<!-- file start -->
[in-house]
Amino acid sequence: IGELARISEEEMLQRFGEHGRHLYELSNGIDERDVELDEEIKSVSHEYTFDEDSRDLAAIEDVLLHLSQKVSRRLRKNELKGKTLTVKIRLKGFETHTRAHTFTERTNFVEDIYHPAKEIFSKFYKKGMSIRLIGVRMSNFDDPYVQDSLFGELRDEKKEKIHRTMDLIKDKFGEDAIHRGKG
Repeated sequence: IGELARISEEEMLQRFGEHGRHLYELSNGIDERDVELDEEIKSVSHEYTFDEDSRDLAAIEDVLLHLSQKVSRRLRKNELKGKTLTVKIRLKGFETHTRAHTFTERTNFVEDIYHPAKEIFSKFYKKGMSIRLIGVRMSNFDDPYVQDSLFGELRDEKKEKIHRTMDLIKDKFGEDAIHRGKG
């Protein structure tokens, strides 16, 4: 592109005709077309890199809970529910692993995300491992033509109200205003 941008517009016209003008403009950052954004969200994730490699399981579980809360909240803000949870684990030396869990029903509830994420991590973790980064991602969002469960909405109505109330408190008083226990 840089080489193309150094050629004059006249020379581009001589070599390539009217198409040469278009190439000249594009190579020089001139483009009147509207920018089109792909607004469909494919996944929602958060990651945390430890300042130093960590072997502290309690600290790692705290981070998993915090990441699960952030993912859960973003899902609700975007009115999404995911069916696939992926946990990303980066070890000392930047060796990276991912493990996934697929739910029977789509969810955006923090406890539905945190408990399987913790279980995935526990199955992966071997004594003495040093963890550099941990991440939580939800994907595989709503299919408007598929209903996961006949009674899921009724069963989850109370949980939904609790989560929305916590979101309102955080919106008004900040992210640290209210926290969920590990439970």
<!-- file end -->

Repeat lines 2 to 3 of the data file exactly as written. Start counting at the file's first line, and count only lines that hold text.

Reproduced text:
Amino acid sequence: IGELARISEEEMLQRFGEHGRHLYELSNGIDERDVELDEEIKSVSHEYTFDEDSRDLAAIEDVLLHLSQKVSRRLRKNELKGKTLTVKIRLKGFETHTRAHTFTERTNFVEDIYHPAKEIFSKFYKKGMSIRLIGVRMSNFDDPYVQDSLFGELRDEKKEKIHRTMDLIKDKFGEDAIHRGKG
Repeated sequence: IGELARISEEEMLQRFGEHGRHLYELSNGIDERDVELDEEIKSVSHEYTFDEDSRDLAAIEDVLLHLSQKVSRRLRKNELKGKTLTVKIRLKGFETHTRAHTFTERTNFVEDIYHPAKEIFSKFYKKGMSIRLIGVRMSNFDDPYVQDSLFGELRDEKKEKIHRTMDLIKDKFGEDAIHRGKG